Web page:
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How prayer took down the Wall

Tonight’s speaker was Christian Führer, the pastor of the Nikolai Kirche in Leipzig, who has been instrumental in the prayer and peaceful resistance movement that led to the fall of the Berlin Wall. I must say I hung on this guy’s lips from beginning to end.
In the beginning of the eighties the Nikolai Kirche opened her doors for ‘alternative’ young people who had formed protest groups for disarmament. “I suddenly realised,” says Christian, “that if we would open our doors for these types, the communists would no longer be able to say that the church was just a museum, a place for old ladies waiting to die. The church could again become a grassroots counter movement.”
In 1982 the Nikolai Kirche started weekly prayer meetings, that went on unbroken for seven years, until the Wall fell. When discouragement kicked in, they reminded each other of Jesus’ words that when two or three gather, He is in their midst. “We realised that if we would stop praying, there would be no hope for change in Germany.”

A few years later Christian started a group for people who wanted to leave the ‘socialist paradise’. He put a sign in front of the church building saying ‘this church is open for everyone’. “Soon we became the best guarded place in the whole GDR because we took ordinary people seriously, and offered them hope.”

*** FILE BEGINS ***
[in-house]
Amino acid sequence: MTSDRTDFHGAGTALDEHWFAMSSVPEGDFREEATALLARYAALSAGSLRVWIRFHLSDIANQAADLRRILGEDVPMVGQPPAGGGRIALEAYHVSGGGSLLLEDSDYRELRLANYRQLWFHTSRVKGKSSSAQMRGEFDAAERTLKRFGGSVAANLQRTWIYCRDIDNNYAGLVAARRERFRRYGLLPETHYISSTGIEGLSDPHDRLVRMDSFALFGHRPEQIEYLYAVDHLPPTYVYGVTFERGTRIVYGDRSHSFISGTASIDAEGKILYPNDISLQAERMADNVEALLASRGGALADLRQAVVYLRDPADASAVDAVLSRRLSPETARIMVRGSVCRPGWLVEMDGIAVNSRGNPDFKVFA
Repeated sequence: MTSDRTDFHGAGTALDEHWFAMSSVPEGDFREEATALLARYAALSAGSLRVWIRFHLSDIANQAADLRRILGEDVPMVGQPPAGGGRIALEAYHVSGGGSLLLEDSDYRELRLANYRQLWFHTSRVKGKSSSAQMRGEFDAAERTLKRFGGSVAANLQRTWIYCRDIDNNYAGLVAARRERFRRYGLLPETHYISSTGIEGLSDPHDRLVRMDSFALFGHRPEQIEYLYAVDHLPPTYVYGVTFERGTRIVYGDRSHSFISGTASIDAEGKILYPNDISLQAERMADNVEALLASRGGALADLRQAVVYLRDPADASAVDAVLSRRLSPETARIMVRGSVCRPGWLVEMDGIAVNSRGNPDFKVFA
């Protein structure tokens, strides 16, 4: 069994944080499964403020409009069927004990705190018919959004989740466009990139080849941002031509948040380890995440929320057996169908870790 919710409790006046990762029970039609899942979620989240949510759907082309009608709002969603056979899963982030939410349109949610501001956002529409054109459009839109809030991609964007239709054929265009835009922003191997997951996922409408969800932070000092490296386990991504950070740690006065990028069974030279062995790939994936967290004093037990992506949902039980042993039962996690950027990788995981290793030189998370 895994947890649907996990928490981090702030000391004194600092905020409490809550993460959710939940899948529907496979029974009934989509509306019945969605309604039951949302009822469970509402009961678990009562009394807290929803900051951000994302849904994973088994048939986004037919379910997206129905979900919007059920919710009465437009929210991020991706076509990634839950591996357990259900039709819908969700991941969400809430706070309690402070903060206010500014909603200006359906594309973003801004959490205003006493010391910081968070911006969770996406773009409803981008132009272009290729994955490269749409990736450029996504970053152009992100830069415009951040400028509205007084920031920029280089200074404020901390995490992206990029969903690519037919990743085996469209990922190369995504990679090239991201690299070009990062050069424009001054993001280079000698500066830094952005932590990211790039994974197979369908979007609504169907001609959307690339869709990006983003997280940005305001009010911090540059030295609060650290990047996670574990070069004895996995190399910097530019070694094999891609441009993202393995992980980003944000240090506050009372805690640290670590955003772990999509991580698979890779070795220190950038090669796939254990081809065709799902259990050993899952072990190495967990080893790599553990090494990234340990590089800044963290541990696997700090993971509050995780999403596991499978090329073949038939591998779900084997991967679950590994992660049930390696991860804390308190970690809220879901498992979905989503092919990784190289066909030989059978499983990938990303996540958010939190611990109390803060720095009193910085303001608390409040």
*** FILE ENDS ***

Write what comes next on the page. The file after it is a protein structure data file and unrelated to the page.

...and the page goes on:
When in 1988 a group of protesters got arrested in Berlin, the Nikolai Kirche started daily prayer meetings for their release. Hundreds of people joined in, many of them non-Christians. The sermon on the mount was central to these prayer gatherings, that quickly drew over 2,000 people. This made the government nervous and they sent hundreds of undercover agents to the prayer meetings. “This was just great,” says Christian. “The government sent its employees to church, and they were now forced to listen to Jesus’ teachings. So I started the meeting with a ‘warm welcome to the unofficial representants of the state’. Everyone laughed, except the secret police guys. The people turned their heads and could immediately spot the cops. This broke the tension.”
By October 1989 over 60.000 people had gathered in and around the church. It was the largest demonstration ever held in the GDR. Everyone had brought candles. “The Lord reminded me of this Scripture that says that ‘it’s not by might, and not by power, but by His Spirit’. The only successful revolution in Germany was a non-violent one.
 Later the police stated that they were prepared for everything, but not for prayer and candles.”
Another example that history is in the hands of the intercessors. The full text of Christian’s is available in German.

There is some more information in English here:
http://www.thetravelzine.com/TTarchive/033498.html

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